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Ninja takes Manhattan: Times Square stream puts Fortnite spin on New Year’s tradition

Tyler "Ninja" Blevins looks out over Times Square in Manhattan, where he will broadcast a live stream of himself playing Fortnite on New Year's Eve. (Ben Strauss/The Washington Post)

NEW YORK — High above Times Square — on the roof of One Times Square, in fact — Tyler “Ninja” Blevins was filming a promotional video. His shock of red hair was set against the shimmering glass of the skyscrapers that rose around him, and he stared into a camera.

“I’ll be back here at 4 p.m. on New Year’s Eve,” he said. “Get your floss pants ready!”

The lights of Times Square flashed all around him, the sounds of traffic filtered up, and Blevins danced the pon pon.

On New Year’s Eve, Blevins — who is famous neither for flossing nor the pon pon, both dance moves, but for playing the video game Fortnite — will host a 12-hour rocking party from the famous setting in the grand old tradition of Dick Clark.

For millions of Americans, there is no more quintessential New Year’s celebration than the ball drop in Times Square, its place in Americana secured by Clark, a cultural icon in his own right, who emceed the event on ABC from 1974 to 2012.

This year, as the final seconds of 2018 count down, Blevins — or Ninja, as the 27-year-old is better known — will be streaming from the third floor of the Paramount Building, not far from TV network hosts Anderson Cooper and Ryan Seacrest, a new voice ringing in the new year — though most of those watching Blevins will be too young to pop champagne.

In many ways, it will be a fitting end to a year in which video gaming has grown far beyond a niche curiosity. Fortnite — the 100-player, last-person-standing survival game that boasts more than 200 million users worldwide — has felt less like a video game and more like a phenomenon. The glitterati of the sports and music worlds play, parents worry about their “addicted” children, and the New Yorker has devoted thousands of words to understanding it all.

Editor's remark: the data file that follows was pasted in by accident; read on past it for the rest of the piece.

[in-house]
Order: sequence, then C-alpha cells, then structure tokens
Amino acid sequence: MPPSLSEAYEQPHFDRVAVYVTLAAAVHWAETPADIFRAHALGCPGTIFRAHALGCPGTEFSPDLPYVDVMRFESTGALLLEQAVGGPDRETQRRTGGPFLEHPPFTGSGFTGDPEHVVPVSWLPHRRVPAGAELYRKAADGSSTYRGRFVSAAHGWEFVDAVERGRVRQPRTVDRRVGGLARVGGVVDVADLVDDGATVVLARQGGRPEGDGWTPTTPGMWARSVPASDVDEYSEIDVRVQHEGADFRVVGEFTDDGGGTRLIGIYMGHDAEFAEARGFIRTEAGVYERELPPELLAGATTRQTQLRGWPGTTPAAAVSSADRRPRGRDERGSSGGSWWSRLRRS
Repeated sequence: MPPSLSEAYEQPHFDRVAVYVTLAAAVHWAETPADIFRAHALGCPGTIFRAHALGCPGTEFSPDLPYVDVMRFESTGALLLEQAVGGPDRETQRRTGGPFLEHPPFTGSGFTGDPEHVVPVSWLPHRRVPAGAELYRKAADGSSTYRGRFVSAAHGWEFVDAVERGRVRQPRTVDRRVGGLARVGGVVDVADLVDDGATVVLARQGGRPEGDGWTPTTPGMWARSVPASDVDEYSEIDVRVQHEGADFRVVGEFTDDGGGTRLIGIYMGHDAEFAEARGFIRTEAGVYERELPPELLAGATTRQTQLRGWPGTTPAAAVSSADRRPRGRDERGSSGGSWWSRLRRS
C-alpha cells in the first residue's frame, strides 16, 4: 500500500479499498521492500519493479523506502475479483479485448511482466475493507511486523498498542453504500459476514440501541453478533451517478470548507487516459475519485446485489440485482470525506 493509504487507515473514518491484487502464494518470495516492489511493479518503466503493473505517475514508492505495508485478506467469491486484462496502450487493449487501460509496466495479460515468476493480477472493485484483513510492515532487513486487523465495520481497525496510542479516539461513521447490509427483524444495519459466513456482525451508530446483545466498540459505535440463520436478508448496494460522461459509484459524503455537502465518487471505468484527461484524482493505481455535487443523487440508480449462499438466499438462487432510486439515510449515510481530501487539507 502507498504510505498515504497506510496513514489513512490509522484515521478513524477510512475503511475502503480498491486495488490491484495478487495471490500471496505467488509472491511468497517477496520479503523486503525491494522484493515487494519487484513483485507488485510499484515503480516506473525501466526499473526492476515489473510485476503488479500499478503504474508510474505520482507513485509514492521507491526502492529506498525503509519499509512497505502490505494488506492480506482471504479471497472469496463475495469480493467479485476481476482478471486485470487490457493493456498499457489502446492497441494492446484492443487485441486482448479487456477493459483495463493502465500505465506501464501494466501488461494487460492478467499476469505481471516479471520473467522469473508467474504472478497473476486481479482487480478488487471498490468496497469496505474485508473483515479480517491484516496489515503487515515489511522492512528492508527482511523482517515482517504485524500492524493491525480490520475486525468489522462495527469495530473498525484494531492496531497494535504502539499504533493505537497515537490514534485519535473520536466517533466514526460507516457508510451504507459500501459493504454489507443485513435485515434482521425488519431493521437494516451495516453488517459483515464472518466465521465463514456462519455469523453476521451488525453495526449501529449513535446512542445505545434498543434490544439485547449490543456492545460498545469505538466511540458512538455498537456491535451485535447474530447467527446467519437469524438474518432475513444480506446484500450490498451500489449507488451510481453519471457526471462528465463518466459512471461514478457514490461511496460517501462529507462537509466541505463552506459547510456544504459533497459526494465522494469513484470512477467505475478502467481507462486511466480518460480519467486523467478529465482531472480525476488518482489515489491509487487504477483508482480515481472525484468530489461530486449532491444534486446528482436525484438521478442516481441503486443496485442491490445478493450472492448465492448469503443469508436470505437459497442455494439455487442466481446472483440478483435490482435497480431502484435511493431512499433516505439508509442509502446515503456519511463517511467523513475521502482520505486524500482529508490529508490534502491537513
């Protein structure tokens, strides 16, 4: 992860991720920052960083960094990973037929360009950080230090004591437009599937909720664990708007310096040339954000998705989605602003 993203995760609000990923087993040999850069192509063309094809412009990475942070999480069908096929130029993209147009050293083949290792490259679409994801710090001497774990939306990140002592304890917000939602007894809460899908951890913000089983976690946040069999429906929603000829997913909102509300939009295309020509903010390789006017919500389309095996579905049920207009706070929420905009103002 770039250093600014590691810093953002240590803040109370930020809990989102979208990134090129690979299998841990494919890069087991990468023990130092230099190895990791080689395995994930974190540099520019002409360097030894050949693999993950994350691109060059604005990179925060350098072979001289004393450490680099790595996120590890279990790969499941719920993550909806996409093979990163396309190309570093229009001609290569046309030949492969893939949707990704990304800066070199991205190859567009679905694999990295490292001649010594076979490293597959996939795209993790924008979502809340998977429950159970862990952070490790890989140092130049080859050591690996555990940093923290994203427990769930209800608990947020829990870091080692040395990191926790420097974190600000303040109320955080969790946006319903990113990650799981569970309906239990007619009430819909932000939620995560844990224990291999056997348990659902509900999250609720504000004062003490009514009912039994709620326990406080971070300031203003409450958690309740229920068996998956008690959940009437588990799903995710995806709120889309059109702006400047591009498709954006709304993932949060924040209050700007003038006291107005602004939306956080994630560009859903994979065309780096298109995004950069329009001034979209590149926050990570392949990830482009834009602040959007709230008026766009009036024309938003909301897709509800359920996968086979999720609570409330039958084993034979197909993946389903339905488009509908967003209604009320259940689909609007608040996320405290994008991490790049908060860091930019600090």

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The biggest star of this world is Blevins, who normally plays for 10 hours every day and earns somewhere near $500,000 each month through sponsorships and subscription fees. He broadcasts every minute of it on Twitch, the live-streaming platform owned by Amazon. (Amazon chief executive Jeffrey P. Bezos owns The Washington Post.)

“It’s a new era of gaming,” Blevins said. “And a new era of New Year’s Eve.”

A year ago, Blevins hosted a New Year’s Eve party at the house he was renting in suburban Chicago for a few family members and close friends. “It was supposed to be fancy-pants party; we all dressed up,” he said.

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He had been streaming for seven years and had recently made his first million dollars, so it was meant to be a celebration. Blevins and his wife, Jess, served cocktail weenies, and a friend brought homemade meatballs.

“I guess maybe it wasn’t that fancy,” he said with a shrug.

This year, as Fortnite swept the world, Blevins blew up. In March, he played Fortnite with rap star Drake and set streaming viewership records; he was on the cover of ESPN the Magazine; 12-year-olds were recently camped out at his New York City hotel, looking for pictures and autographs.